2. Mercedes AMG Petronas Motorsport (Mercedes) #44 Lewis Hamilton #77 Valtteri Bottas Scuderia Ferrari (Ferrari) #5 Sebastian Vettel #7 Kimi Räikkönen Aston Martin Red Bull Racing (Renault, TAG Heuer branded) #3 Daniel Ricciardo #33 Max Verstappen Sahara Force India F1 Team (Mercedes) (ROUND 1-12) #11 Sergio Pérez (Round 1-12) #31 Esteban Ocon (Round 1-12) Williams Martini Racing (Mercedes) #18 Lance Stroll #35 Sergey Sirotkin Renault Sport Formula One Team (Renault) #27 Nico Hülkenberg #55 Carlos Sainz Jr. Scuderia Toro Rosso (Honda) #10 Pierre Gasly #28 Brendon Hartley Haas F1 Team (Ferrari) #8 Romain Grosjean #20 Kevin Magnussen McLaren Formula 1 Team (Renault) #2 Stoffel Vandoorne #14 Fernando Alonso Alfa Romeo Sauber F1 Team (Ferrari) #9 Marcus Ericsson #16 Charles Leclerc Racing Point Force India F1 Team (Mercedes) (ROUND 13-) #11 Sergio Pérez (Round 13-) #31 Esteban Ocon (Round 13-) CALENDAR 26th February-1st March 2018 Pre-Season Testing 1 (Circuit de Barcelona-Catalunya, Barcelona) 6th-9th March 2018 Pre-Season Testing 2 (Circuit de Barcelona-Catalunya, Barcelona) 25th March 2018 Round 1 - Australian Grand Prix (Melbourne Grand Prix Circuit, Melbourne) 8th April 2018 Round 2- Bahrain Grand Prix (Bahrain International Circuit, Sakhir) 15th April 2018 Round 3 - Chinese Grand Prix (Shanghai International Circuit, Shanghai) 29th April 2018 Round 4 - Azerbaijan Grand Prix (Baku City Circuit, Baku) 13th May 2018 Round 5 - Spanish Grand Prix (Circuit de Barcelona-Catalunya, Barcelona) 27th May 2018 Round 6 - Monaco Grand Prix (Circuit de Monaco, Monte Carlo) 10th June 2018 Round 7 - Canadian Grand Prix (Circuit Gilles Villeneuve, Montreal) 24th June 2018 Round 8 - French Grand Prix (Circuit Paul Ricard, Le Castellet) 1st July 2018 Round 9 - Austrian Grand Prix (Red Bull Ring, Spielberg) 8th July 2018 Round 10 - British Grand Prix (Silverstone Circuit, Silverstone) 22nd July 2018 Round 11 - German Grand Prix (Hockenheimring, Hockenheim) 29th July 2018 Round 12- Hungarian Grand Prix (Hungaroring, Budapest) 26th August 2018 Round 13 - Belgian Grand Prix (Circuit de Spa-Francorchamps, Stavelot) 2nd September 2018 Round 14 - Italian Grand Prix (Autodromo Nazionale Monza, Monza) 16th September 2018 Round 15 - Singapore Grand Prix (Marina Bay Street Circuit, Singapore) 30th September 2018 Round 16- Russian Grand Prix (Sochi Autodrom, Sochi) 7th October 2018 Round 17 - Japanese Grand Prix (Suzuka International Race Course, Suzuka) 21st October 2018 Round 18 - United States Grand Prix (Circuit of the Americas, Austin, Texas) 28th October 2018 Round 19 - Mexican Grand Prix (Autódromo Hermanos Rodríguez, Mexico City) 11th November 2018 Round 20 - Brazilian Grand Prix (Autódromo José Carlos Pace, São Paulo) 25th November 2018 Round 21 - Abu Dhabi Grand Prix (Yas Marina Circuit, Abu Dhabi) DRIVER SAFETY: Following a series of serious incidents in open-wheel racing—including the fatal accidents of Henry Surtees and Justin Wilson—in which drivers were struck in the head by debris, the FIA announced plans to introduce additional mandatory cockpit protection with 2018 given as the first year for its introduction. Several solutions were tested, with the final design subject to feedback from teams and drivers. Each design was created to deflect debris away from a driver's head without compromising their visibility or the ability of safety marshals to access the cockpit and extract a driver and their seat in the event of a serious accident or medical emergency, with a series of serious accidents—such as the fatal accidents of Jules Bianchi and Dan Wheldon—recreated to simulate the ability of devices to withstand a serious impact. The FIA ultimately settled on the "halo", a wishbone-shaped frame mounted above and around the driver's head and anchored to the monocoque forward of the cockpit. Once introduced, the halo concept is scheduled to be applied to other open-wheel racing categories including Formula 2 and Formula 3. The FIA revealed plans to allow teams some design freedom in the final version of the halo. Race Director Charlie Whiting noted that the halo would be incorporated into the chassis design from its inception rather than attached once the design was completed. SPORTING REGULATION CHANGES: The number of pre-season test days will be reduced to seven, while the mid-season test held in Bahrain in 2017 will be moved to Barcelona. The rules governing starting procedures will be changed for 2018, granting race stewards the power to issue penalties for improper race starts even if a driver's start does not trigger the automated detection system. The changes were introduced following a series of incidents throughout 2017; during the Chinese Grand Prix, Sebastian Vettel positioned his car too far across his grid slot to be detected by the detection system; while at the Austrian Grand Prix, Valtteri Bottas's start was called into question for his reaction time despite the detection system recognising it as legal. Drivers will be required to wear gloves containing biometric sensors which record their vital signs in order to better assist marshals and recovery crews in assessing their condition in the event of an accident. TECHNICAL REGULATION CHANGES: Drivers will be limited to three complete engines (down from four in 2017) for the whole season. Despite protests from several teams, the FIA decided to implement the rule for 2018. The FIA banned the use of "shark fins", a carbon-fibre extension to the engine cowling aimed at directing airflow over the rear wing. The use of "T-wings", a horizontal secondary wing mounted forward of and above the rear wing, will be banned. The FIA will introduce further restrictions against the practice of oil burning, where engine oils are burned as fuel to boost performance. The practice, which was first used in 2017 saw teams burning as much as 1.2 litres per one hundred kilometres. For the 2018 championship, this figure will be revised down to a maximum of 0.6 litres per one hundred kilometres. Tyre supplier Pirelli will provide teams with two new tyre compounds in 2018. Each of the 2017 compounds will be made softer, with a new "hypersoft" tyre becoming the softest of the seven. A new "superhard" tyre will also be introduced. The hypersoft compound will be marked by a pink sidewall, while the superhard will be orange. The hard compound, which previously used orange markings, will instead become pale blue.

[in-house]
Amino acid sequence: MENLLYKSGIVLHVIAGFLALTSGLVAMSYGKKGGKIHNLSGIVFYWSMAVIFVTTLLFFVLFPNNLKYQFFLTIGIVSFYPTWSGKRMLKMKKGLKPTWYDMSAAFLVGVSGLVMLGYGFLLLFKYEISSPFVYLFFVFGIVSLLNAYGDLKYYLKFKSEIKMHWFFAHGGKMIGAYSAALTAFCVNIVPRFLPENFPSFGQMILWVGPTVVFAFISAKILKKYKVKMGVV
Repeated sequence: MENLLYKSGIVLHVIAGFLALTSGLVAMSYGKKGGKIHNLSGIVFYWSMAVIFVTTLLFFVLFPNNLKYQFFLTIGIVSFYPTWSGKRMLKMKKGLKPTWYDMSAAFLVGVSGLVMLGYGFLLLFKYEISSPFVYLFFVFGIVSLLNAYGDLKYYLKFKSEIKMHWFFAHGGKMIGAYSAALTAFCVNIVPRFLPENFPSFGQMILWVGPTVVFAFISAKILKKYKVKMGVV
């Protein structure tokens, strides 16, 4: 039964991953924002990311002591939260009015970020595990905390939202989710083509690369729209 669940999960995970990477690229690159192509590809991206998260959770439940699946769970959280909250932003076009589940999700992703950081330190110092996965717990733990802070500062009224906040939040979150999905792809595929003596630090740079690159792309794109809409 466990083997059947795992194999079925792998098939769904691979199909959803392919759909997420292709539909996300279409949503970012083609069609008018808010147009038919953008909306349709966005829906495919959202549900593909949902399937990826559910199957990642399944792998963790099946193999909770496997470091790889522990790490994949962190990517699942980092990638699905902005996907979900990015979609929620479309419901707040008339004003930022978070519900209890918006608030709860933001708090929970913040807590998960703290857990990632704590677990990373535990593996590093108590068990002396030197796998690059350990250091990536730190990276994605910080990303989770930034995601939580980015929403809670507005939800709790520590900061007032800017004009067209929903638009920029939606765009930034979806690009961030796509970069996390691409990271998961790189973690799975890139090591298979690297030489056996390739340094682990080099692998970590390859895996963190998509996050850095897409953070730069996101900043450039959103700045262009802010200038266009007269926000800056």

3. Mercedes AMG Petronas Motorsport (Mercedes) #44 Lewis Hamilton #77 Valtteri Bottas Red Bull Racing (Renault, TAG-Heuer branded) #3 Daniel Ricciardo #33 Max Verstappen Scuderia Ferrari (Ferrari) #5 Sebastian Vettel #7 Kimi Räikkönen Sahara Force India F1 Team (Mercedes) #11 Sergio Pérez #31 Esteban Ocon Williams Martini Racing (Mercedes) #18 Lance Stroll #19 Felipe Massa (Rounds 1-10, 12-) / #40 Paul di Resta (Round 11) McLaren Honda Formula 1 Team (Honda) #2 Stoffel Vandoorne #14 Fernando Alonso (Rounds 1-5, 7-) / #22 Jenson Button (Round 6) Scuderia Toro Rosso (Renault) #26 Daniil Kvyat (Rounds 1-14, 17) / #10 Pierre Gasly (Round 15-16) / #28 Brendon Hartley (Round 18-20) #55 Carlos Sainz Jr. (Round 1-16) / #39 Brendon Hartley (Round 17) / #10 Pierre Gasly (Round 18-20) Haas F1 Team (Ferrari) #8 Romain Grosjean #20 Kevin Magnussen Renault Sport Formula One Team (Renault) #27 Nico Hülkenberg #30 Jolyon Palmer (Round 1-16) / #55 Carlos Sainz Jr. (Round 17-) Sauber F1 Team (Ferrari 061 (2016-spec)) #9 Marcus Ericsson #36 Antonio Giovinazzi (Round 1-2) / #94 Pascal Wehrlein (Round 3-) CALENDAR 27th February-2nd March 2017 Pre-Season Testing 1 (Circuit de Barcelona-Catalunya, Barcelona) 7th-10th March 2017 Pre-Season Testing 2 (Circuit de Barcelona-Catalunya, Barcelona) 26th March 2017 Round 1 - Australian Grand Prix (Melbourne Grand Prix Circuit, Melbourne) 9th April 2017 Round 2 - Chinese Grand Prix (Shanghai International Circuit, Shanghai) 16th April 2017 Round 3 - Bahrain Grand Prix (Bahrain International Circuit, Sakhir) 30th April 2017 Round 4 - Russian Grand Prix (Sochi Autodrom, Sochi) 14th May 2017 Round 5 - Spanish Grand Prix (Circuit de Barcelona-Catalunya, Barcelona) 28th May 2017 Round 6 - Monaco Grand Prix (Circuit de Monaco, Monte Carlo) 11th June 2017 Round 7 - Canadian Grand Prix (Circuit Gilles Villeneuve, Montreal) 25th June 2017 Round 8 - Azerbaijan Grand Prix (Baku City Circuit, Baku) 9th July 2017 Round 9 - Austrian Grand Prix (Red Bull Ring, Spielberg) 16th July 2017 Round 10 - British Grand Prix (Silverstone Circuit, Silverstone) 30th July 2017 Round 11 - Hungarian Grand Prix (Hungaroring, Budapest) 27th August 2017 Round 12 - Belgian Grand Prix (Circuit de Spa-Francorchamps, Stavelot) 3rd September 2017 Round 13 - Italian Grand Prix (Autodromo Nazionale Monza, Monza) 17th September 2017 Round 14 - Malaysian Grand Prix (Sepang International Circuit, Kuala Lumpur) 1st October 2017 Round 15 - Singapore Grand Prix (Marina Bay Street Circuit, Singapore) 8th October 2017 Round 16 - Japanese Grand Prix (Suzuka International Race Course, Suzuka) 22nd October 2017 Round 17 - United States Grand Prix (Circuit of the Americas, Austin, Texas) 29th October 2017 Round 18 - Mexican Grand Prix (Autódromo Hermanos Rodríguez, Mexico City) 12th November 2017 Round 19 - Brazilian Grand Prix (Autódromo José Carlos Pace, São Paulo) 26th November 2017 Round 20 - Abu Dhabi Grand Prix (Yas Marina Circuit, Abu Dhabi) GENERAL CHANGES: In September 2016, Liberty Media purchased a minority stake in the sport from CVC Capital Partners ahead of a hoped-for full buyout in time for the 2017 season. As part of the deal, the sport adopted a model similar to that used by the US National Football League and Major League Baseball, with teams entitled to purchase a stake in the sport As a response to widespread changes in the technical regulations expected to increase cornering speeds by up to 40 km/h (24.9 mph), the FIA requested that every circuit on the calendar undergo revisions to update safety features. TECHNICAL REGULATION CHANGES: The technical regulations governing bodywork design were revised for 2017, with the objective of improving lap times by four to five seconds over the 2016 generation of cars. These changes include: An increase of the width of the front wing to 1,800 mm (70.9 in). Lowering the rear wing by 150 mm (5.9 in) and moving its position back by 200 mm (7.9 in). The leading edge of the barge boards being brought forward to allow teams more freedom in controlling airflow. An increase of the width of the front and rear tyres to allow cars to generate more mechanical grip. The minimum weight of the car including the driver being raised by 20 kg to 722 kg, with teams allowed to use 105 kg of fuel to account for the increase in minimum weight. The token system used to regulate power unit development — where the power unit was divided into individual areas, and each area assigned a points value with development of these areas deducting points from a manufacturer's overall points quota — will be abandoned. Restrictions are to be placed on the dimensions, weight and the materials used to build each individual component of the power unit. Teams are restricted to four power units per season regardless of the number of Grands Prix in the season. Previous seasons had included a provision for a fifth power unit if the number of Grands Prix in a season exceeded 20; from 2017, this provision is to be abandoned. The cost of a power unit supply is reduced by €1 million in 2017 ahead of a further reduction in 2018. Cameras will no longer be permitted to be mounted on stalks, located on the nose of the car. SPORTING REGULATION CHANGES: Under rules introduced in 2015, grid penalties for exceeding a driver's quota of power unit components carried over from one race to the next if the penalty could not be fully served when issued. When this carry-over system was abandoned, teams could build up a reserve of spare components by introducing several at once while only serving a single grid penalty. From 2017, teams will only be able to use one new component over their quota per race, with any additional components incurring further penalties. This change prevents teams from "stockpiling" spare power unit components. Power unit suppliers will have an "obligation to supply", mandating that they supply power units to any team, should a team end up without an agreement. The rule was introduced following the breakdown in the relationship between Renault and their customer teams Red Bull Racing and Scuderia Toro Rosso at the end of the 2015 season that left both teams in limbo until deals could be arranged. In the event that a race is declared wet and must start behind the safety car, the grid will follow normal starting procedures once conditions are declared satisfactory for racing. Drivers will line up on the grid for a standing start once the safety car pulls into pit lane, although any laps completed behind the safety car will count towards the total race distance.